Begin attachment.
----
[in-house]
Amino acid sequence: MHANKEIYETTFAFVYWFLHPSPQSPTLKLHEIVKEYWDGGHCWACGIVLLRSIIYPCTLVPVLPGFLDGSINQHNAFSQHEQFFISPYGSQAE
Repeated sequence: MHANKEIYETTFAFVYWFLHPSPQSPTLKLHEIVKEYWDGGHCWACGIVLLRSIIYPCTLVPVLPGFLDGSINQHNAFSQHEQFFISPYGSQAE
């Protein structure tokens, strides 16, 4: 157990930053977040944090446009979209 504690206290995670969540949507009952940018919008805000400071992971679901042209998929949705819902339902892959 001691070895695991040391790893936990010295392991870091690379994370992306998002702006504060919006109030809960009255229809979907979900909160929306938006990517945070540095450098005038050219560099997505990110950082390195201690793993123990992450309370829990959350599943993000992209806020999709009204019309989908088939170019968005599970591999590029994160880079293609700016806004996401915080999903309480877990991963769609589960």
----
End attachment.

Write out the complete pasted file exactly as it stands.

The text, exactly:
[in-house]
Amino acid sequence: MHANKEIYETTFAFVYWFLHPSPQSPTLKLHEIVKEYWDGGHCWACGIVLLRSIIYPCTLVPVLPGFLDGSINQHNAFSQHEQFFISPYGSQAE
Repeated sequence: MHANKEIYETTFAFVYWFLHPSPQSPTLKLHEIVKEYWDGGHCWACGIVLLRSIIYPCTLVPVLPGFLDGSINQHNAFSQHEQFFISPYGSQAE
């Protein structure tokens, strides 16, 4: 157990930053977040944090446009979209 504690206290995670969540949507009952940018919008805000400071992971679901042209998929949705819902339902892959 001691070895695991040391790893936990010295392991870091690379994370992306998002702006504060919006109030809960009255229809979907979900909160929306938006990517945070540095450098005038050219560099997505990110950082390195201690793993123990992450309370829990959350599943993000992209806020999709009204019309989908088939170019968005599970591999590029994160880079293609700016806004996401915080999903309480877990991963769609589960």